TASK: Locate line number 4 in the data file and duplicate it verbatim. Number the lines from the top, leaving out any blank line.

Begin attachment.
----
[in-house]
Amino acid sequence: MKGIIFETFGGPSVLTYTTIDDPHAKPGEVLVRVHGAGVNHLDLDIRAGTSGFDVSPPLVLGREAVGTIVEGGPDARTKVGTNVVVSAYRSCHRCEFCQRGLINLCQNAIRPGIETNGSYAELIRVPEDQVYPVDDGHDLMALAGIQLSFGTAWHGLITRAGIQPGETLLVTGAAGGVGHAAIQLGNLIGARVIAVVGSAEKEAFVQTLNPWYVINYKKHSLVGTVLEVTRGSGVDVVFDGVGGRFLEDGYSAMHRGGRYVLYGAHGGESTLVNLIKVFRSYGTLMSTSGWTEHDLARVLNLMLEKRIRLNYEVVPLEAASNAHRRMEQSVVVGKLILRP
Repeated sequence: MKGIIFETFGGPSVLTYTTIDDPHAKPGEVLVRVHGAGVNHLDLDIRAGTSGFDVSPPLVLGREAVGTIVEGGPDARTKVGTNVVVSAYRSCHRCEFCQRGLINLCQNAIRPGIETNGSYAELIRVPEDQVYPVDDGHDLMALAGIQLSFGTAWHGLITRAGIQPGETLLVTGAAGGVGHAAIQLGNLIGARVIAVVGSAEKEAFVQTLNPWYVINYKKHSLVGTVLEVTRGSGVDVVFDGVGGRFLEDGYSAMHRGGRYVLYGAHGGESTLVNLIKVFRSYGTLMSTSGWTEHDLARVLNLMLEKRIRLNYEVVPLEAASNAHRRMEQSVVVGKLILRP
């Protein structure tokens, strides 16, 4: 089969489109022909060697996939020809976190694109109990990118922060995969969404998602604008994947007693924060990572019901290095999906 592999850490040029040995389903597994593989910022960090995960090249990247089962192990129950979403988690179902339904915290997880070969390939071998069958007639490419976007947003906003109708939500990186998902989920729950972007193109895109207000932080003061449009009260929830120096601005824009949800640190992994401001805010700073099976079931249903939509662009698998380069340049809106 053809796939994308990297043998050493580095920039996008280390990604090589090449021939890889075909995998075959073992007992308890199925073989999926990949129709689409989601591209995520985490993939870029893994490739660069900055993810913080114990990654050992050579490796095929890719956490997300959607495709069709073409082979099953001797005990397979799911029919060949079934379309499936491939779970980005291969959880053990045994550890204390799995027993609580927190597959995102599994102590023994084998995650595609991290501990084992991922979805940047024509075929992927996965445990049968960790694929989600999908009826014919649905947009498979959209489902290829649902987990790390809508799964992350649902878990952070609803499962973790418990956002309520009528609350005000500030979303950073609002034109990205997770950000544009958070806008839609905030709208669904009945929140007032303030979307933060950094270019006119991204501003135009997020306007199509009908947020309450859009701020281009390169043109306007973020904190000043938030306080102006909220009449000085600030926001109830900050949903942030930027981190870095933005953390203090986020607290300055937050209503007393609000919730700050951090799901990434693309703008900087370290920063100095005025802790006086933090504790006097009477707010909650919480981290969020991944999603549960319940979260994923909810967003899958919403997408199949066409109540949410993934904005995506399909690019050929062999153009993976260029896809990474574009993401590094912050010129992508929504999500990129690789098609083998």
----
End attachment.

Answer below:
């Protein structure tokens, strides 16, 4: 089969489109022909060697996939020809976190694109109990990118922060995969969404998602604008994947007693924060990572019901290095999906 592999850490040029040995389903597994593989910022960090995960090249990247089962192990129950979403988690179902339904915290997880070969390939071998069958007639490419976007947003906003109708939500990186998902989920729950972007193109895109207000932080003061449009009260929830120096601005824009949800640190992994401001805010700073099976079931249903939509662009698998380069340049809106 053809796939994308990297043998050493580095920039996008280390990604090589090449021939890889075909995998075959073992007992308890199925073989999926990949129709689409989601591209995520985490993939870029893994490739660069900055993810913080114990990654050992050579490796095929890719956490997300959607495709069709073409082979099953001797005990397979799911029919060949079934379309499936491939779970980005291969959880053990045994550890204390799995027993609580927190597959995102599994102590023994084998995650595609991290501990084992991922979805940047024509075929992927996965445990049968960790694929989600999908009826014919649905947009498979959209489902290829649902987990790390809508799964992350649902878990952070609803499962973790418990956002309520009528609350005000500030979303950073609002034109990205997770950000544009958070806008839609905030709208669904009945929140007032303030979307933060950094270019006119991204501003135009997020306007199509009908947020309450859009701020281009390169043109306007973020904190000043938030306080102006909220009449000085600030926001109830900050949903942030930027981190870095933005953390203090986020607290300055937050209503007393609000919730700050951090799901990434693309703008900087370290920063100095005025802790006086933090504790006097009477707010909650919480981290969020991944999603549960319940979260994923909810967003899958919403997408199949066409109540949410993934904005995506399909690019050929062999153009993976260029896809990474574009993401590094912050010129992508929504999500990129690789098609083998």